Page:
Notice and Invitation
Oral Defense of Doctoral Dissertation
Doctor of Philosophy in Computational Social Science
Department of Computational and Data Sciences
College of Science
George Mason University
BNUS, Masaryk University, 2010
MS, University of Vermont, 2014
THE EFFECTS OF DUAL INHERITANCE MECHANISMS OF CULTURAL EVOLUTION ON EMERGENT SOCIAL NETWORKS
Thursday, December 7, 2:0 p.m.
Exploratory Hall, Room 162
All are invited to attend.
Dr. Claudio Cioffi, Dissertation Chair
Dr. Andrew Crooks
Dr. Sean Luke
Dr. J. Daniel Rogers
Understanding cultural dynamics in human societies is the first step towards solving many complex social issues. In this dissertation I focus on the drivers of diffusion and adoption of cultural traits, such as values, beliefs, and behaviors. I adopt an evolutionary view of cultural dynamics. Particularly, I use concepts from dual inheritance theories of cultural evolution to develop and test an agent-based model capable of simulating the changing distributions of cultural traits in a large population of actors over the course of prolonged periods of time. Particularly, I pay close attention to the mechanisms of indirectly biased transmission of traits and guided variation, which are both hypothesized to be significant drivers of cultural dynamics. Indirectly biased transmission consists of the adoption of specific trait variants on the basis of possession of initially unrelated external markers. Guided variation is then individual adaptation driven by self-exploration.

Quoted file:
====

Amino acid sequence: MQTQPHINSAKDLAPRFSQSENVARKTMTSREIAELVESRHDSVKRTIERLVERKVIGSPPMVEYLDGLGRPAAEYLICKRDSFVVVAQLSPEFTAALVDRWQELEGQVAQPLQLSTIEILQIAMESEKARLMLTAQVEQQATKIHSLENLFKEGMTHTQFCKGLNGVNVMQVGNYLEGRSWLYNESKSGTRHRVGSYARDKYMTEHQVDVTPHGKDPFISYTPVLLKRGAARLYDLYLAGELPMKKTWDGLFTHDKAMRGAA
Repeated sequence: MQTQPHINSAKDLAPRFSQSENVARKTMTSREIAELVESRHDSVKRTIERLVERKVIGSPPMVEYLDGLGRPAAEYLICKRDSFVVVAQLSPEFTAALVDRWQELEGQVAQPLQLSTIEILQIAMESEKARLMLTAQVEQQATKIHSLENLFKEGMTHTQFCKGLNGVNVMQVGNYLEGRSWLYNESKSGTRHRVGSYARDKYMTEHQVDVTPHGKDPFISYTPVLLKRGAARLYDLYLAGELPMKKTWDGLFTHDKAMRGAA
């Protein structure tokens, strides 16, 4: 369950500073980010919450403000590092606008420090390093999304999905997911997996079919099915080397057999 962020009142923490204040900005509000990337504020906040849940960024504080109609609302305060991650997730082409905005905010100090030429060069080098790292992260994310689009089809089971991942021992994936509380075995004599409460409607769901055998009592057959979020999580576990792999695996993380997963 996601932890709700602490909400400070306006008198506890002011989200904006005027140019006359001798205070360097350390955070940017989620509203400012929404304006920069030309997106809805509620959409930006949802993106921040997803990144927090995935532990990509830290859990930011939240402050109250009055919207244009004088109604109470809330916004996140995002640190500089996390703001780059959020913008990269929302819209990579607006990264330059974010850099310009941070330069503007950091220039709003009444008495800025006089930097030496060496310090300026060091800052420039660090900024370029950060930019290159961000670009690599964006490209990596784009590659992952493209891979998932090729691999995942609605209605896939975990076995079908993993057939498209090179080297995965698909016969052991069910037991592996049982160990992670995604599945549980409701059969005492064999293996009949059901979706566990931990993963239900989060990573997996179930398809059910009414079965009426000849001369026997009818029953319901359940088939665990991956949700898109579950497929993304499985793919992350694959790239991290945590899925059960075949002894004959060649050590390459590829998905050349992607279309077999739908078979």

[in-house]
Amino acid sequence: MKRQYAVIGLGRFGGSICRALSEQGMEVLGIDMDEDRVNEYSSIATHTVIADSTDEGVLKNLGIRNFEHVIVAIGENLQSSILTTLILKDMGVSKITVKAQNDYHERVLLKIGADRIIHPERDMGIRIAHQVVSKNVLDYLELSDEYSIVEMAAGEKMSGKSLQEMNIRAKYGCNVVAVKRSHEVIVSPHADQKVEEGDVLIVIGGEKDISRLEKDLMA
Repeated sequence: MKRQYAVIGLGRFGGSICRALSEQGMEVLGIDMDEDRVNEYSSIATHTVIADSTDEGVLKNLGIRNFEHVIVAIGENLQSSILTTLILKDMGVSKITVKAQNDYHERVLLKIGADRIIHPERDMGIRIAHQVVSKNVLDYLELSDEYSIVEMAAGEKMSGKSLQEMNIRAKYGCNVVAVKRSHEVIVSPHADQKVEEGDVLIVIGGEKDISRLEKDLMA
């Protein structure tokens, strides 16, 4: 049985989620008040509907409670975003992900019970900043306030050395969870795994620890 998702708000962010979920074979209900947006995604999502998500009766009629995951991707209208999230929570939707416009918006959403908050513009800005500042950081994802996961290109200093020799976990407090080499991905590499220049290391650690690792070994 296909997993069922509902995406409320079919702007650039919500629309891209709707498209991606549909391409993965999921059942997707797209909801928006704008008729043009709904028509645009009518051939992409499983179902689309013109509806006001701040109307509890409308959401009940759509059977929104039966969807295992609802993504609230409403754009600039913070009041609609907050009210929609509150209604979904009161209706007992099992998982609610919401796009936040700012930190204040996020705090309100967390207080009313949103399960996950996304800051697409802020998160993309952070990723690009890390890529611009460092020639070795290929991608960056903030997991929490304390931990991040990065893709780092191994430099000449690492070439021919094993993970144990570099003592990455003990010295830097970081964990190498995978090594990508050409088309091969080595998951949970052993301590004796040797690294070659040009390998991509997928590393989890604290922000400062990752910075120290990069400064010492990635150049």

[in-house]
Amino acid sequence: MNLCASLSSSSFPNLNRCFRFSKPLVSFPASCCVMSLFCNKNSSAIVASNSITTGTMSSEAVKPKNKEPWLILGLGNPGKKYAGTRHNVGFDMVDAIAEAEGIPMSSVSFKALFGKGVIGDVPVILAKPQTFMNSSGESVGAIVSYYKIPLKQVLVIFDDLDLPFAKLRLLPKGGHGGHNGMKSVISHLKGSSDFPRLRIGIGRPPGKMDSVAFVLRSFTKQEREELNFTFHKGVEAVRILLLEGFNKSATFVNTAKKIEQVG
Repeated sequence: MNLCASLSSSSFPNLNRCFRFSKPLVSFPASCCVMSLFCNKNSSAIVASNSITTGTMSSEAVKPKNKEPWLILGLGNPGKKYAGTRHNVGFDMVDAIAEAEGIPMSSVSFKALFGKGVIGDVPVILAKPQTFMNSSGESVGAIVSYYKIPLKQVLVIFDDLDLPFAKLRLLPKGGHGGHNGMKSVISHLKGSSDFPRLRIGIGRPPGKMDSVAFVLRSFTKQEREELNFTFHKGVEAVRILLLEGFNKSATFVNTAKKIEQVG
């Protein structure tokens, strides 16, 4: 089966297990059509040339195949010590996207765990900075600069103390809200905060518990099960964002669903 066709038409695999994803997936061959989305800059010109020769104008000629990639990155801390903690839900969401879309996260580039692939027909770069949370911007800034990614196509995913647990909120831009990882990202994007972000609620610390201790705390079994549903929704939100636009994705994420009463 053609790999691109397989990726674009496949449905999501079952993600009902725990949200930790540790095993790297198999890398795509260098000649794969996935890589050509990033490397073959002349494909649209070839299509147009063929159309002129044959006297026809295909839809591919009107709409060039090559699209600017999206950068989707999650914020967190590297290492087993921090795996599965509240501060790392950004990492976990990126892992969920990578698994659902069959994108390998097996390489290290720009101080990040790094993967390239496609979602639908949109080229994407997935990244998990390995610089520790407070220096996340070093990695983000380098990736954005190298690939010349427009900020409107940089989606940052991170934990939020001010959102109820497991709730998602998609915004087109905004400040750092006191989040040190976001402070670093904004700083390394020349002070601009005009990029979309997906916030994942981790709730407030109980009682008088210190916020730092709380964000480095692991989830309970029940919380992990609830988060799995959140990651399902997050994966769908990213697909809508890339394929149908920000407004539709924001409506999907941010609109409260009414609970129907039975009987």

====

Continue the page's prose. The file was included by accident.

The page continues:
I use various methods to explore the pathways of cultural evolution. Among them are agent-based modeling, evolutionary computation, complex network analysis and statistical data analysis. Furthermore, I make use of large publicly available datasets to validate my models. The first one of these is the database of bill co-sponsorship in the U.S. House of Representatives from 1973 to 2008. The other is a comprehensive dataset of scientific co-authorship in various disciplines stretching back for over a century. The results show that cultural evolution models based on indirectly biased transmission and guided variation are suitable to explaining the dynamics of various complex social networks. Furthermore, I show that this type of cultural evolution leads to emergence of meaningful cultural signs by gradually associating previously independent external markers with specific cultural trait variants. Finally, I describe how the proposed model leads to plausible social network configurations.
A copy of Peter’s dissertation is available for examination from Karen Underwood, Department of Computational and Data Sciences, 373 Research Hall. The dissertation is available to read only within the Department and cannot be taken out of the Department or copied.